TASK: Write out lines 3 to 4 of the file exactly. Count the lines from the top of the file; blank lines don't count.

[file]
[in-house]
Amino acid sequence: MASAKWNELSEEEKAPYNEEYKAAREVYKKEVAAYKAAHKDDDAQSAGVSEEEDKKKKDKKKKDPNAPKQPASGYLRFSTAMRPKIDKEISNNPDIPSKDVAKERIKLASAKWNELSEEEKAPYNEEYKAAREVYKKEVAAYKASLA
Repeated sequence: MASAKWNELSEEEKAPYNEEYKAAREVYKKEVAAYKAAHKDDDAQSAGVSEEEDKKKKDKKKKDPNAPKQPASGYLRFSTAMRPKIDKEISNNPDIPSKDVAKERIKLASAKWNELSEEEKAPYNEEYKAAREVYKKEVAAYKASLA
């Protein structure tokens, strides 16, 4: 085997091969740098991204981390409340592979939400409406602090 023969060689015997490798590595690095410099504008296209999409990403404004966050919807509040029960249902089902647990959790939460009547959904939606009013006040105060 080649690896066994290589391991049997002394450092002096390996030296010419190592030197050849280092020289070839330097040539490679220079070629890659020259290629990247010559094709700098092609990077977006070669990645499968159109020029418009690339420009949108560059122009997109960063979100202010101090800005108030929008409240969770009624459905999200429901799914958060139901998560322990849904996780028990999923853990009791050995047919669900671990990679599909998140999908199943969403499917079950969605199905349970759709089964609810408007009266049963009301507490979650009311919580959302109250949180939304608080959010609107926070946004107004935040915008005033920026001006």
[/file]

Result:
Repeated sequence: MASAKWNELSEEEKAPYNEEYKAAREVYKKEVAAYKAAHKDDDAQSAGVSEEEDKKKKDKKKKDPNAPKQPASGYLRFSTAMRPKIDKEISNNPDIPSKDVAKERIKLASAKWNELSEEEKAPYNEEYKAAREVYKKEVAAYKASLA
């Protein structure tokens, strides 16, 4: 085997091969740098991204981390409340592979939400409406602090 023969060689015997490798590595690095410099504008296209999409990403404004966050919807509040029960249902089902647990959790939460009547959904939606009013006040105060 080649690896066994290589391991049997002394450092002096390996030296010419190592030197050849280092020289070839330097040539490679220079070629890659020259290629990247010559094709700098092609990077977006070669990645499968159109020029418009690339420009949108560059122009997109960063979100202010101090800005108030929008409240969770009624459905999200429901799914958060139901998560322990849904996780028990999923853990009791050995047919669900671990990679599909998140999908199943969403499917079950969605199905349970759709089964609810408007009266049963009301507490979650009311919580959302109250949180939304608080959010609107926070946004107004935040915008005033920026001006």